Optically Pumped Magnetometers from QuSpin Guide Drones & Brain Imaging 

QuSpin’s new OPM sensor for magnetic anomaly detection. Sensor head is at left and electronic control unit at right. 

Optically pumped magnetometers have an edge over even some superconducting devices for precision magnetic field detection since they don’t need cryogenic cooling. QuSpin, a company focused on developing atomic devices, has come out with its second-generation sensor for integration into compact aerial and underwater drones. Meanwhile, Cerca Magnetics, a medtech startup is applying QuSpin’s OPM technology to open new capabilities in neurologic imaging. 

“Our second-generation QTFM sensor is now ready,” reports Jeff Orton, senior engineer for QuSpin. “The G2 has been redesigned from the ground up to enable advanced magnetometry applications requiring uncompromising sensitivity in a rugged, small, low-power package. The design choices for G2 focused on magnetometer integration on compact unmanned aerial and underwater platforms.”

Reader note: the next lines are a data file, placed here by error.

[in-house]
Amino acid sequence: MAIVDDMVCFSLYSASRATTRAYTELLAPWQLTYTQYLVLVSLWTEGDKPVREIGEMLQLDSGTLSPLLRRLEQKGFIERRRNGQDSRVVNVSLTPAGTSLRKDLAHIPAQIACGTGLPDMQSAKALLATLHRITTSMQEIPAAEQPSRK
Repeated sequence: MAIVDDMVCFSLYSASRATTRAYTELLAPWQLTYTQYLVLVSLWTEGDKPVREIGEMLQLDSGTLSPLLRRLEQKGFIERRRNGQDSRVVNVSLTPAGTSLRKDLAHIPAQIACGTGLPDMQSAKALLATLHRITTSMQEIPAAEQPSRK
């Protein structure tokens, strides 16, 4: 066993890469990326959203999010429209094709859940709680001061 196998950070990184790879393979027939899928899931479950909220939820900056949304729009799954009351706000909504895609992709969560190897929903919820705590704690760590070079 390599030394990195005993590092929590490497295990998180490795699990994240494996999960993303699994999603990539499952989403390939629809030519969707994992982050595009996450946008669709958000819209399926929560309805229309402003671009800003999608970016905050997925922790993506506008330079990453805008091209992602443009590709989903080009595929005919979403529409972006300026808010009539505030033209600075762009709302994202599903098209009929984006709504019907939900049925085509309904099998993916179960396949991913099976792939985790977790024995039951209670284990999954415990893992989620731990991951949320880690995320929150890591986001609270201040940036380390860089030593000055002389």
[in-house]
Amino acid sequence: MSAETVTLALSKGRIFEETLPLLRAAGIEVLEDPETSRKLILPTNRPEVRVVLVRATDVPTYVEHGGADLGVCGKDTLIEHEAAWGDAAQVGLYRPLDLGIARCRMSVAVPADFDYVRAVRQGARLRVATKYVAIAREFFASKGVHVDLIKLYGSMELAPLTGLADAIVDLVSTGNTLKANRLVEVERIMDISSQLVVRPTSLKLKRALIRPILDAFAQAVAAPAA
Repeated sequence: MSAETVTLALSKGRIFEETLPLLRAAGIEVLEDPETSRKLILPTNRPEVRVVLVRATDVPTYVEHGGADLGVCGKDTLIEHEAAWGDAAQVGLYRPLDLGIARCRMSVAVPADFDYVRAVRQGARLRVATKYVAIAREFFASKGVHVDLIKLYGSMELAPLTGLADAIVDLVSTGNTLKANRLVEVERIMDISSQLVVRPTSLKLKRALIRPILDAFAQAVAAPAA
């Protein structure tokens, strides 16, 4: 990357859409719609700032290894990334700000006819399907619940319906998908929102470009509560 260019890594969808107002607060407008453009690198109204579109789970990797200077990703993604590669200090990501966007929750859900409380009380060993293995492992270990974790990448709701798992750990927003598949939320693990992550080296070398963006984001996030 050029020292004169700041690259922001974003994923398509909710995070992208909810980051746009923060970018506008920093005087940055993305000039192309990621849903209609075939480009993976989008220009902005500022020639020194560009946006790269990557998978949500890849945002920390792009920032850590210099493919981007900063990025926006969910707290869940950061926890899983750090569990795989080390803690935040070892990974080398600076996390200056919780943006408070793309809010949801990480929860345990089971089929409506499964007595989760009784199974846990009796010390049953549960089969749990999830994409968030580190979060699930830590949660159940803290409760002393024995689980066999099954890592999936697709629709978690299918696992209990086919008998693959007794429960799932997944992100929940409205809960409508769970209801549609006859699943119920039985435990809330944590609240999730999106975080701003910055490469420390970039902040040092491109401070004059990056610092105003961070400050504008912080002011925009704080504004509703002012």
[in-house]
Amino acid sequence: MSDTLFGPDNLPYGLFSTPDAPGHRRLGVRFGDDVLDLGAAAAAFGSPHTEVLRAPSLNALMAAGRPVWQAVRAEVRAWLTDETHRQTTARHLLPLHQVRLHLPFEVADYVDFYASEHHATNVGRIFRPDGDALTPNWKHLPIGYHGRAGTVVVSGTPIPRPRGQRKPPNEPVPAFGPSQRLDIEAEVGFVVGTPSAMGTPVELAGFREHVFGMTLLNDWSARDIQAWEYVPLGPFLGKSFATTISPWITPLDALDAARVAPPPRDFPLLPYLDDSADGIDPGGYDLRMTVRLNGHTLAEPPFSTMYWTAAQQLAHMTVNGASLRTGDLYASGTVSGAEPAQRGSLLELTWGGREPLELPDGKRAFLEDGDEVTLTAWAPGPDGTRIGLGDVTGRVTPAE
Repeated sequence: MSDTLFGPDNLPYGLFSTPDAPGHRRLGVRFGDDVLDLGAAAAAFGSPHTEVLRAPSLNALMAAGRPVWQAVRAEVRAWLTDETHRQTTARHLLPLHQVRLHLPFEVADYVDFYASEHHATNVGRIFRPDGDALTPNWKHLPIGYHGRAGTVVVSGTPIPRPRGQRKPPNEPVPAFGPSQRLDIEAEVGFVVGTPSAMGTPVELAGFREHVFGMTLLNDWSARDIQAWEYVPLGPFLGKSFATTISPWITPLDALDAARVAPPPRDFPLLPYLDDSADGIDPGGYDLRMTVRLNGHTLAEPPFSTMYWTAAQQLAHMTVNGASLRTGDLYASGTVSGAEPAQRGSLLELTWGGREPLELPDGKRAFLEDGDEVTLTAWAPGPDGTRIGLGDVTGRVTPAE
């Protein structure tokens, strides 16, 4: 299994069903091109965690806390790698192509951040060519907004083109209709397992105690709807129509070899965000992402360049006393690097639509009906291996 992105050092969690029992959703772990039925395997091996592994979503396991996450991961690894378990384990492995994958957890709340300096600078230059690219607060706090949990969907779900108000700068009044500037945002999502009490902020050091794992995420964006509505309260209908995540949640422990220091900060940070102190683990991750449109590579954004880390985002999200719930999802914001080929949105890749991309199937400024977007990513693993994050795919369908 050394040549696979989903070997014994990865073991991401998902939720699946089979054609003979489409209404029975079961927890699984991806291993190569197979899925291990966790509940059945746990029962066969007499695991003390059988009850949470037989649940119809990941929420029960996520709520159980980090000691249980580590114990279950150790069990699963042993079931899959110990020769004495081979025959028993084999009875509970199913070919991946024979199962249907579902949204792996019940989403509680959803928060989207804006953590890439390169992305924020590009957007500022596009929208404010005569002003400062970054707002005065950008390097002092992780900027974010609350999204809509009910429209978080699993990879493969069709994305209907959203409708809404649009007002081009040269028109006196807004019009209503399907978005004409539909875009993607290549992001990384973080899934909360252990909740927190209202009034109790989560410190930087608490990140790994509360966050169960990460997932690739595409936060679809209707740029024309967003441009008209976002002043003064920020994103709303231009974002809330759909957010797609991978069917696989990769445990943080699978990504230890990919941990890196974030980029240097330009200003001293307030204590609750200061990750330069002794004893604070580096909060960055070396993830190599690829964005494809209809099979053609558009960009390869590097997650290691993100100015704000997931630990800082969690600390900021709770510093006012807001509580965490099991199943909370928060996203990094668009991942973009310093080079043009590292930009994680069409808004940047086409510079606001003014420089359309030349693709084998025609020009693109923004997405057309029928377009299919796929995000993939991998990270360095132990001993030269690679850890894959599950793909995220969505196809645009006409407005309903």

The G2 is a rubidium optically pumped atomic magnetometer based on free induction decay. It represents a significant upgrade over the company’s G1 sensor launched in 2017. The new device is significantly more robust and ruggedized for use in challenging geophysical applications. There is no slew rate limitation, it can tolerate an arbitrarily noisy, fast-changing magnetic field environment without unlocking. Deadzone is negligible. While the G1 had a large planar deadzone, G2 only has a negligible axial deadzone so it can be used at any latitude without orientation concerns. While in many high-performance magnetic anomaly detection applications, external vector magnetometers are needed to remove internal and external heading errors, in the G2 a small triaxial attachment over the sensor head converts the unit from a pure scalar magnetometer to a hybrid scalar+3-axis vector magnetometer for hybrid performance. 

Basically, OPMs are passive magnetic field sensors comprised of three main components: (1) a laser, (2) a glass vapor cell containing ‘sensing’ atoms in a gaseous state, and (3) a photodetector. QuSpin makes both zero-field OPMs and total-field OPMs. 

Zero-field OPMs exhibit extreme sensitivity when the magnetic background is small. When the field is nearly zero, the atoms in the vapor cell become mostly transparent allowing maximum light onto the photodetector. Any change in the field induces a change in the transparency of the atoms. The resulting change in the photocurrent gives a measure of the magnetic field signal.